Testing Methodology

Part of the reason we took so long in getting new case reviews up on the site is because we decided to go back and revise our case testing procedures. Moving forward we're standardizing our testing methodology in a way that will hopefully feel more concrete and useful than our previous reviews did. I'm going to take the opportunity to break down how things are going to work for this and future reviews, but note that these procedures aren't set in stone. Anand stressed to me in conversation that one of our greatest assets is essentially the mountain of free feedback we get from people who comment on our reviews, and I agree with him. We pride ourselves on being fairly agile and adaptable to the needs of our readership, so if you feel there's something we can change and it's feasible, rest assured that we do listen and will at the very least take it into consideration.

First, we've standardized on two testbeds: a Mini-ITX testbed that's low-powered and doesn't generate too much heat, but isn't too miserly either, and a full ATX testbed that's indicative of the high-end of what most of you are running. Since this review uses our Mini-ITX bed, I'll save discussing the full ATX one for that review. The essential thinking here is that a Mini-ITX board can be used for Micro-ATX builds like this one without sacrificing much (we're not testing multi-GPU scenarios for cases this small since they're seldom designed for it), but we still use a processor that produces enough heat to merit thermal testing. Before I go any further, it may be prudent to just lay out the hardware we're testing with:

Mini-ITX/Micro-ATX Test Configuration
CPU Intel Core i3-530 (73W TDP)
Motherboard Zotac H55ITX-WiFi
Graphics Card Intel HD Graphics (IGP)
Zotac NVIDIA GeForce GTX 580 (244W TDP)
Memory 2x2GB Crucial Ballistix Smart Tracer DDR3-1600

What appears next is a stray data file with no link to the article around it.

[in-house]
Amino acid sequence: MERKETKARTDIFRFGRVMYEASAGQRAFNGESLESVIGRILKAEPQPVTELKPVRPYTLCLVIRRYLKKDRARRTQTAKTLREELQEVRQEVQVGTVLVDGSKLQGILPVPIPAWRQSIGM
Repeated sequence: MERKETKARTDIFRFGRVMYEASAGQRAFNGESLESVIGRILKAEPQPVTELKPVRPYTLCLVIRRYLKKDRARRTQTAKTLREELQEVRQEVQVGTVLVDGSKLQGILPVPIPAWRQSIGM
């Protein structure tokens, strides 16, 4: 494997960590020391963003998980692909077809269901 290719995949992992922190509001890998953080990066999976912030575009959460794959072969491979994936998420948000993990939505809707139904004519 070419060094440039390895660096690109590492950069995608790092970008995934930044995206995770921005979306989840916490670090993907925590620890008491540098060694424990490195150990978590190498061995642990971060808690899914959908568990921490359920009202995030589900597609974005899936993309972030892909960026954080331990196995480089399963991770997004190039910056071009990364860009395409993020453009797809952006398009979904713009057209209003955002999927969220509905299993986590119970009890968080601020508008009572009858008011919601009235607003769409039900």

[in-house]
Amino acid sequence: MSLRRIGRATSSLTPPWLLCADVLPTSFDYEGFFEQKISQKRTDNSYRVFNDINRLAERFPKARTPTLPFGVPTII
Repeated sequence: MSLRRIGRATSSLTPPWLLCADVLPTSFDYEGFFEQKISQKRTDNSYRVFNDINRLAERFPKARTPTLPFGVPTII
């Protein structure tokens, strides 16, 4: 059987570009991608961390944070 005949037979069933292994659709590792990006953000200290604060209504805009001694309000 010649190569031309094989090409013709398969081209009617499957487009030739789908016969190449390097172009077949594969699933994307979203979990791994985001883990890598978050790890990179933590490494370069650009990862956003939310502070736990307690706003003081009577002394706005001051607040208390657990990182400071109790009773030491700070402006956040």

Drives Slimline DVD+/-RW Drive
Kingston SSDNow V+ 100 64GB SSD
Western Digital Caviar Black 1TB SATA 6Gbps
CPU Cooler Zalman CNPS8000A with Cooler Master ThermalFusion 400
Power Supply SilverStone Strider Gold 750W 80 Plus Gold

The Zotac motherboard is included as one of the most fully-featured Mini-ITX boards available, and it works with the Core i3-530 we had on hand. That i3-530 is also fairly typical of what to expect in smaller builds. From there, the Crucial Ballistix Smart Tracer memory has a unique feature particularly suited to our needs: it includes thermal diodes that can tell you how hot the memory is running. The SSD is used to gauge how easily a 2.5" drive is installed and to provide a stable baseline, while the Caviar Black gauges how easily a 3.5" drive can be installed and gives us a secondary reference point for drive temperatures. The Zalman cooler is quiet, low-profile, and effective, giving us an alternative to the Intel stock cooler. And finally, SilverStone's power supply is modular, small, and efficient, making it ideal for case testing.

Of course, the GeForce GTX 580 is going to raise some eyebrows. In this instance, we wanted a video card for case testing that would push thermals without overpowering acoustics. Not all cases we test with are going to support it, but enough are to warrant its inclusion. As a result, Mini-ITX and Micro-ATX systems are tested in two configurations: with and without dedicated graphics.

Moving on, acoustic testing is standardized on a foot from the front of the case, using the Extech SL10 with an ambient noise floor of ~32dB. For reference, that's a silent apartment with nothing running, testing acoustics in the dead of night (usually between 1am and 3am). A lot of us sit about a foot away from our computers, so this should be a fairly accurate representation of the kind of noise the case generates, and it's close enough to get noise levels that should register above ambient.